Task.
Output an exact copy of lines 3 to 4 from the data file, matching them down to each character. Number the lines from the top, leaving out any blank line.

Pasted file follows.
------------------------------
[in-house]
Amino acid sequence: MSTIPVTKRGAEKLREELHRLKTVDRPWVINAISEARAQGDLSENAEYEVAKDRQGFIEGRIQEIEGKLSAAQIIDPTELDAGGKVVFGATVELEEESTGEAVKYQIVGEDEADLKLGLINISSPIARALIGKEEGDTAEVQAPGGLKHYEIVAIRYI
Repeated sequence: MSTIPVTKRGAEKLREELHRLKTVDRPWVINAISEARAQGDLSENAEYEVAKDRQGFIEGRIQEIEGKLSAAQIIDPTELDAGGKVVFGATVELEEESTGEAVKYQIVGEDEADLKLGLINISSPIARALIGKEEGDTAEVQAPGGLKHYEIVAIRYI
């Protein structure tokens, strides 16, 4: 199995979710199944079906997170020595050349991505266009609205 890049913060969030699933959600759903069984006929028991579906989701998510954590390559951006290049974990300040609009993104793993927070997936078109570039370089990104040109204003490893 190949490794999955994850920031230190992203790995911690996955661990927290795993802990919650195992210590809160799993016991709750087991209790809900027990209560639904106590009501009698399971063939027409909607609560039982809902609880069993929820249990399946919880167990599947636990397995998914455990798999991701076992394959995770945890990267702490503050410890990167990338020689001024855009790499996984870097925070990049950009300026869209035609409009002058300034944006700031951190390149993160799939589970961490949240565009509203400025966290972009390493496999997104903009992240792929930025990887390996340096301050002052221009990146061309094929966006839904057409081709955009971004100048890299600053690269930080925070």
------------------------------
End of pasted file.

Repeated sequence: MSTIPVTKRGAEKLREELHRLKTVDRPWVINAISEARAQGDLSENAEYEVAKDRQGFIEGRIQEIEGKLSAAQIIDPTELDAGGKVVFGATVELEEESTGEAVKYQIVGEDEADLKLGLINISSPIARALIGKEEGDTAEVQAPGGLKHYEIVAIRYI
């Protein structure tokens, strides 16, 4: 199995979710199944079906997170020595050349991505266009609205 890049913060969030699933959600759903069984006929028991579906989701998510954590390559951006290049974990300040609009993104793993927070997936078109570039370089990104040109204003490893 190949490794999955994850920031230190992203790995911690996955661990927290795993802990919650195992210590809160799993016991709750087991209790809900027990209560639904106590009501009698399971063939027409909607609560039982809902609880069993929820249990399946919880167990599947636990397995998914455990798999991701076992394959995770945890990267702490503050410890990167990338020689001024855009790499996984870097925070990049950009300026869209035609409009002058300034944006700031951190390149993160799939589970961490949240565009509203400025966290972009390493496999997104903009992240792929930025990887390996340096301050002052221009990146061309094929966006839904057409081709955009971004100048890299600053690269930080925070």